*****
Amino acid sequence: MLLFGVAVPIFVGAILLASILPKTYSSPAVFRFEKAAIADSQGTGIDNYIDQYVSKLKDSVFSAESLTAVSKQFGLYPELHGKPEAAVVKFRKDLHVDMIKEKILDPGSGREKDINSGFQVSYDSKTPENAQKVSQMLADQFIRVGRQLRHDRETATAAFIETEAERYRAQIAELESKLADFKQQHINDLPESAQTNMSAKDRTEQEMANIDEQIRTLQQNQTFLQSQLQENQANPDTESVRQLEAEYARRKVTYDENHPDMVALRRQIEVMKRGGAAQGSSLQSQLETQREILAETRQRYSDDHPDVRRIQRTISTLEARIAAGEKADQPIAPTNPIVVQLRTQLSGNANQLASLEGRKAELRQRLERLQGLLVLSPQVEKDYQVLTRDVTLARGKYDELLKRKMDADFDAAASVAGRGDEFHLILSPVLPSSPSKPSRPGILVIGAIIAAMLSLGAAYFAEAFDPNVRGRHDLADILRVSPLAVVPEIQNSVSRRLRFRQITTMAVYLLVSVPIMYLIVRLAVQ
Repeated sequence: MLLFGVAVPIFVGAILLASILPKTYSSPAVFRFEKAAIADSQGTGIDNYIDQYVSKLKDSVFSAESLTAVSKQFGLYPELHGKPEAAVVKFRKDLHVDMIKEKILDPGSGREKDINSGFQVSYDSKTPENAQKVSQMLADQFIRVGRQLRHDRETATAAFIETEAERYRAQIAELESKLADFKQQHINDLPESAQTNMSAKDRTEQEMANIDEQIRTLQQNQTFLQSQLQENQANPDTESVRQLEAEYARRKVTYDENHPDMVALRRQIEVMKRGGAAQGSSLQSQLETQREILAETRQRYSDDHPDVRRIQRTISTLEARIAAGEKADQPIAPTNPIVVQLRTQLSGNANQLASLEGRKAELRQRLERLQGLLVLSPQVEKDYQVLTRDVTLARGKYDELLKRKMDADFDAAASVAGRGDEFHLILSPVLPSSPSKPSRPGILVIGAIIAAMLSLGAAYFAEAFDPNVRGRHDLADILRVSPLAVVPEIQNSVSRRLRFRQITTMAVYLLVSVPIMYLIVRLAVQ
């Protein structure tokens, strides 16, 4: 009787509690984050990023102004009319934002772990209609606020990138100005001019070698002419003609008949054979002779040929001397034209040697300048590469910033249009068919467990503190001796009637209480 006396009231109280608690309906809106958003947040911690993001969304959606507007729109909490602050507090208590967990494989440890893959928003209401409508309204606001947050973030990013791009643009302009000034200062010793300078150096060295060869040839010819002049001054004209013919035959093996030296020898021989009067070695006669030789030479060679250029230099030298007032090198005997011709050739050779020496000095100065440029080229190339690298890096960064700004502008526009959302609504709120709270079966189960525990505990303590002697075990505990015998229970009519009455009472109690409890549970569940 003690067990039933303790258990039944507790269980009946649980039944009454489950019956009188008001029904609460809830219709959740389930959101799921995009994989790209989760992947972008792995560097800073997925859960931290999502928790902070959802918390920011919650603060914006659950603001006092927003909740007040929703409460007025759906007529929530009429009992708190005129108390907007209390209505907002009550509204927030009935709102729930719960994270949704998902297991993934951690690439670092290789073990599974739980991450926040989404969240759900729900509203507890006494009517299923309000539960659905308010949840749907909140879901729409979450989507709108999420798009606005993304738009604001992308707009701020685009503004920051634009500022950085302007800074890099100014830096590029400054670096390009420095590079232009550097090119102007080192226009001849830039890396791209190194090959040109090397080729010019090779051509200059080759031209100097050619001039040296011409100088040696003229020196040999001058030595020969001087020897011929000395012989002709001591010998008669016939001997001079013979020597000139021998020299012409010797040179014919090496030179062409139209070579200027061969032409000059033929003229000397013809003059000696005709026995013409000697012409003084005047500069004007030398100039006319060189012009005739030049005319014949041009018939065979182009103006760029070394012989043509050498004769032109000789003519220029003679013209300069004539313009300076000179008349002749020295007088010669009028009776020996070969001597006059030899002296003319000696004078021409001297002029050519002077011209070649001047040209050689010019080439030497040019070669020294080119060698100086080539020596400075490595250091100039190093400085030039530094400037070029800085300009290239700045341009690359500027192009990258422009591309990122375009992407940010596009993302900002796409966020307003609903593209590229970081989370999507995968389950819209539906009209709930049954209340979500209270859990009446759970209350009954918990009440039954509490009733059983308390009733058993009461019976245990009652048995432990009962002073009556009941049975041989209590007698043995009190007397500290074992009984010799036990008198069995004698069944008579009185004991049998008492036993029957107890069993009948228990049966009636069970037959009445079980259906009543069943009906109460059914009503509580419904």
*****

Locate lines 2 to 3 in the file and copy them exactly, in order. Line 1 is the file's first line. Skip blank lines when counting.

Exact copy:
Repeated sequence: MLLFGVAVPIFVGAILLASILPKTYSSPAVFRFEKAAIADSQGTGIDNYIDQYVSKLKDSVFSAESLTAVSKQFGLYPELHGKPEAAVVKFRKDLHVDMIKEKILDPGSGREKDINSGFQVSYDSKTPENAQKVSQMLADQFIRVGRQLRHDRETATAAFIETEAERYRAQIAELESKLADFKQQHINDLPESAQTNMSAKDRTEQEMANIDEQIRTLQQNQTFLQSQLQENQANPDTESVRQLEAEYARRKVTYDENHPDMVALRRQIEVMKRGGAAQGSSLQSQLETQREILAETRQRYSDDHPDVRRIQRTISTLEARIAAGEKADQPIAPTNPIVVQLRTQLSGNANQLASLEGRKAELRQRLERLQGLLVLSPQVEKDYQVLTRDVTLARGKYDELLKRKMDADFDAAASVAGRGDEFHLILSPVLPSSPSKPSRPGILVIGAIIAAMLSLGAAYFAEAFDPNVRGRHDLADILRVSPLAVVPEIQNSVSRRLRFRQITTMAVYLLVSVPIMYLIVRLAVQ
């Protein structure tokens, strides 16, 4: 009787509690984050990023102004009319934002772990209609606020990138100005001019070698002419003609008949054979002779040929001397034209040697300048590469910033249009068919467990503190001796009637209480 006396009231109280608690309906809106958003947040911690993001969304959606507007729109909490602050507090208590967990494989440890893959928003209401409508309204606001947050973030990013791009643009302009000034200062010793300078150096060295060869040839010819002049001054004209013919035959093996030296020898021989009067070695006669030789030479060679250029230099030298007032090198005997011709050739050779020496000095100065440029080229190339690298890096960064700004502008526009959302609504709120709270079966189960525990505990303590002697075990505990015998229970009519009455009472109690409890549970569940 003690067990039933303790258990039944507790269980009946649980039944009454489950019956009188008001029904609460809830219709959740389930959101799921995009994989790209989760992947972008792995560097800073997925859960931290999502928790902070959802918390920011919650603060914006659950603001006092927003909740007040929703409460007025759906007529929530009429009992708190005129108390907007209390209505907002009550509204927030009935709102729930719960994270949704998902297991993934951690690439670092290789073990599974739980991450926040989404969240759900729900509203507890006494009517299923309000539960659905308010949840749907909140879901729409979450989507709108999420798009606005993304738009604001992308707009701020685009503004920051634009500022950085302007800074890099100014830096590029400054670096390009420095590079232009550097090119102007080192226009001849830039890396791209190194090959040109090397080729010019090779051509200059080759031209100097050619001039040296011409100088040696003229020196040999001058030595020969001087020897011929000395012989002709001591010998008669016939001997001079013979020597000139021998020299012409010797040179014919090496030179062409139209070579200027061969032409000059033929003229000397013809003059000696005709026995013409000697012409003084005047500069004007030398100039006319060189012009005739030049005319014949041009018939065979182009103006760029070394012989043509050498004769032109000789003519220029003679013209300069004539313009300076000179008349002749020295007088010669009028009776020996070969001597006059030899002296003319000696004078021409001297002029050519002077011209070649001047040209050689010019080439030497040019070669020294080119060698100086080539020596400075490595250091100039190093400085030039530094400037070029800085300009290239700045341009690359500027192009990258422009591309990122375009992407940010596009993302900002796409966020307003609903593209590229970081989370999507995968389950819209539906009209709930049954209340979500209270859990009446759970209350009954918990009440039954509490009733059983308390009733058993009461019976245990009652048995432990009962002073009556009941049975041989209590007698043995009190007397500290074992009984010799036990008198069995004698069944008579009185004991049998008492036993029957107890069993009948228990049966009636069970037959009445079980259906009543069943009906109460059914009503509580419904």